The right to hold private property and to engage in business activities is specifically recognized by the Guatemalan Constitution. Foreign private entities can establish, acquire and dispose freely of virtually any type of business interest, with the exception of some professional services as noted above. Guatemala’s foreign investment law and CAFTA-DR commitments protect the investor’s right to remit profits and repatriate capital. There are no restrictions on converting or transferring funds associated with an investment (or any other licit activity) into a freely usable currency at a market-clearing rate. U.S. dollars are freely available and easy to obtain within the Guatemalan banking system. In October 2010, monetary authorities approved a regulation to establish limits for cash transactions of foreign currency. The new regulation, which is aimed at reducing the risks of money laundering and terrorism financing, establishes that monthly deposits over USD 3,000 should be subject to additional requirements, including a sworn statement by the depositor stating that the money comes from legitimate activities. There are no legal constraints on the quantity of remittances or any other capital flows, and there have been no reports of unusual delays in the remittance of investment returns.
The Law of Free Negotiation of Currencies allows Guatemalan banks to offer different types of foreign currency-denominated accounts. In practice, the dollar is used most frequently. Some banks offer "pay through" dollar-denominated accounts in which depositors make deposits and withdrawals at a local bank while the actual account is maintained on behalf of depositors in an offshore bank.
Capital can be transferred from Guatemala to any other jurisdiction without restriction. Guatemalan firms have been active investors in Central America, the Dominican Republic, and the United States.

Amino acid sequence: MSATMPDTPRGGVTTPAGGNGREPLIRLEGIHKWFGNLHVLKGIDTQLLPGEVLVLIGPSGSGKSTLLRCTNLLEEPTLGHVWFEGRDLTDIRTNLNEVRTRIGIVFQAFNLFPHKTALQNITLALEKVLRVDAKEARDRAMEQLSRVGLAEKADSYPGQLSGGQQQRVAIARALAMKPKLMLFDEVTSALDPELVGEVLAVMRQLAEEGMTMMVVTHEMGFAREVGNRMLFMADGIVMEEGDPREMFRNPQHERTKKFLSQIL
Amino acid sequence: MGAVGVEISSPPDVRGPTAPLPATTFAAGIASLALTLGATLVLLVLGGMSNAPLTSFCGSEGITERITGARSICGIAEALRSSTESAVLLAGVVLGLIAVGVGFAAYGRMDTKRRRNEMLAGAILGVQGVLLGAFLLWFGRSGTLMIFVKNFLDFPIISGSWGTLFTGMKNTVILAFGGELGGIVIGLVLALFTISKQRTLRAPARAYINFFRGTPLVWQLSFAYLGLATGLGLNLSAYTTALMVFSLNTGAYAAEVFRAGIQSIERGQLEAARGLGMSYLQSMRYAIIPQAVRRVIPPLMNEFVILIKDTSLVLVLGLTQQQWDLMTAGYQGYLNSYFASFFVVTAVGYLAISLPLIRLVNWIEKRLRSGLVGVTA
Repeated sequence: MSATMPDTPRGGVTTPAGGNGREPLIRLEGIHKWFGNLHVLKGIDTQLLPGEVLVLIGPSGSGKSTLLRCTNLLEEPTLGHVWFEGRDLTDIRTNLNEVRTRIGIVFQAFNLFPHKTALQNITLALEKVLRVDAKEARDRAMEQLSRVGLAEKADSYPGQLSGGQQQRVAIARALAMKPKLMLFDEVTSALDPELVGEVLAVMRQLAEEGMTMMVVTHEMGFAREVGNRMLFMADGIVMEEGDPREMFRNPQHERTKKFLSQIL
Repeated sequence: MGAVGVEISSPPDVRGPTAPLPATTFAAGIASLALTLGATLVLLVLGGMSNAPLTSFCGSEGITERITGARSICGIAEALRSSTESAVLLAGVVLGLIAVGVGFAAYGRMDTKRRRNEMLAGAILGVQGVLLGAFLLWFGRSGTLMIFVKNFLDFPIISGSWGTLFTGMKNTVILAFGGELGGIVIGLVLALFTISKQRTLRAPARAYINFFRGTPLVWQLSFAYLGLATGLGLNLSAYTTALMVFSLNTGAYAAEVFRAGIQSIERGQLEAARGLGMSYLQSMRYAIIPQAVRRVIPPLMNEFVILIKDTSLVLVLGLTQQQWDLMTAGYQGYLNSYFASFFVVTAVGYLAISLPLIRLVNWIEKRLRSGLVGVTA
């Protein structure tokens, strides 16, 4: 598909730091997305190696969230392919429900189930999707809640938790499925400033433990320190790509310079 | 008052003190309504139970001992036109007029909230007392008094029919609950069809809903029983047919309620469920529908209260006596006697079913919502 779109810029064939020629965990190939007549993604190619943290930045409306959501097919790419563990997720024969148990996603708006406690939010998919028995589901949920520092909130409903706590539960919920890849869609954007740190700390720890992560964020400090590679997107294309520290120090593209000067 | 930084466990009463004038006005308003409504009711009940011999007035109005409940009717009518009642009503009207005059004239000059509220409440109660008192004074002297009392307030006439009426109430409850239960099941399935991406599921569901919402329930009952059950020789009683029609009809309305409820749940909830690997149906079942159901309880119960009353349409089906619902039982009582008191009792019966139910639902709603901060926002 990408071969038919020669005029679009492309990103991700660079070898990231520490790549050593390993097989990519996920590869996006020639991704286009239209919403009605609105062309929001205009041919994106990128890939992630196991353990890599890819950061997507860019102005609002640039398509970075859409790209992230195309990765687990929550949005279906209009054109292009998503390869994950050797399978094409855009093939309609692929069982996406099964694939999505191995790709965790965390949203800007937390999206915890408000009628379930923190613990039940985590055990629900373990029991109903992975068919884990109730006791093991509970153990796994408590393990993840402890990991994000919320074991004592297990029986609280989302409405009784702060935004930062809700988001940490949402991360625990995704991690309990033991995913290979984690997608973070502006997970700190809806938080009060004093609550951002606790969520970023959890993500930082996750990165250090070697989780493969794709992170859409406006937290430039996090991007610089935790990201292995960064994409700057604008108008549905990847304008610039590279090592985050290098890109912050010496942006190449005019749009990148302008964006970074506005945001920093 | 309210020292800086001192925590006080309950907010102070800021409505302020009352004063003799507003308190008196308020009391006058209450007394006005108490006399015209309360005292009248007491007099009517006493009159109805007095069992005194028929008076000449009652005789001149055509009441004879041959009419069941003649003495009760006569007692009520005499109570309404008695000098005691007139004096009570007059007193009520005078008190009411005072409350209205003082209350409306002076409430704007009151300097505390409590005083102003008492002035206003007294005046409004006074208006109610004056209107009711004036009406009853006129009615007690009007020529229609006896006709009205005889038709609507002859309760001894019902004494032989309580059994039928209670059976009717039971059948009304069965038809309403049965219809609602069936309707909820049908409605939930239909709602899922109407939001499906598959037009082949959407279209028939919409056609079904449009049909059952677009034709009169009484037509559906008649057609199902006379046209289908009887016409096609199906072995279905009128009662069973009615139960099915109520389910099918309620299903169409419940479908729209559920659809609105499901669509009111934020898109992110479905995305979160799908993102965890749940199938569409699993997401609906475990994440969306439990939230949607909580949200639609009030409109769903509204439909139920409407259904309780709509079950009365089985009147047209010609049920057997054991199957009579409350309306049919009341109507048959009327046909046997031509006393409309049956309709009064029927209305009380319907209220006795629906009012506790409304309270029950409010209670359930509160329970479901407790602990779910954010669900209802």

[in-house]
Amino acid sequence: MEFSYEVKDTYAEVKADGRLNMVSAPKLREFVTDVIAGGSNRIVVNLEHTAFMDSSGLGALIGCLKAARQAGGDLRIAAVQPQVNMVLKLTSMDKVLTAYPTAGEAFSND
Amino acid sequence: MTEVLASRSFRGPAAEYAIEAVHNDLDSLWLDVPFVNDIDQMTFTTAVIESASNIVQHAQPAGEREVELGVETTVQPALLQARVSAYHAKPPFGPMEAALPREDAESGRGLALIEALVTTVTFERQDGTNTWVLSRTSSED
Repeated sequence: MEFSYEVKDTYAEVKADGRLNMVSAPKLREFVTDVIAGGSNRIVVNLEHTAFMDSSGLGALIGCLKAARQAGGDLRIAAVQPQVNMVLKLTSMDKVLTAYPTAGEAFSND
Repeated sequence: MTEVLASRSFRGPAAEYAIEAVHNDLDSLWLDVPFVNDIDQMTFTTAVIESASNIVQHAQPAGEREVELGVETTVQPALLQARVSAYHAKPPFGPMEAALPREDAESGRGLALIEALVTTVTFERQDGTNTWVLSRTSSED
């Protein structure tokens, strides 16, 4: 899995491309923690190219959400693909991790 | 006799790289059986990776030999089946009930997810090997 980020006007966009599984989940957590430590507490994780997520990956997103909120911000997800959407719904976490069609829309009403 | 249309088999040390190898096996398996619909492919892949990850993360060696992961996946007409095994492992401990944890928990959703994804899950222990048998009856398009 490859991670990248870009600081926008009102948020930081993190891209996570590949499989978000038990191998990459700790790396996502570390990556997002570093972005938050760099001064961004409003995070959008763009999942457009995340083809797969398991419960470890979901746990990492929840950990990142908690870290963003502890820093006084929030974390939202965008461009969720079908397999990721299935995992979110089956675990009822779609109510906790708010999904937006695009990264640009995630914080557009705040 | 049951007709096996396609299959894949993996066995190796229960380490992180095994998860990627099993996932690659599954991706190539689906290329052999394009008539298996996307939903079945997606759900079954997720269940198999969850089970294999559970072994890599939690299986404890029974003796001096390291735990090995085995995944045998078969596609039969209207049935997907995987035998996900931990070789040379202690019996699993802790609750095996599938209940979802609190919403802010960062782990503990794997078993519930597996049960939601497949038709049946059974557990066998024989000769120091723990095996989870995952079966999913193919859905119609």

Expropriation and Compensation
The Constitution prohibits expropriation, except in cases of eminent domain, national interest, or social benefit. The foreign investment law requires advance compensation in cases of expropriation. Investor rights are protected under CAFTA-DR by an impartial procedure for dispute settlement that is fully transparent and open to the public. Submissions to dispute panels and dispute panel hearings are open to the public, and interested parties have the opportunity to submit their views.
In June 2007, a U.S. company operating in Guatemala filed a claim under the investment chapter of CAFTA-DR against the Government of Guatemala with the International Centre for Settlement of Investment Disputes (ICSID). The claimant alleged the Government of Guatemala indirectly expropriated the company’s assets by negating a contract, and requested USD 65 million in compensation and damages from the Guatemalan Government. The case remains pending before the ICSID.
Resolution of business and investment disputes through Guatemala’s judicial system is time-consuming, and civil cases can take several years to resolve. Corruption, intimidation and ineffectiveness in the judiciary have led to confusing and contradictory decisions and frequent delays. U.S. companies, however, face the same conditions as local companies and are not subject to any pattern of discrimination in the legal system.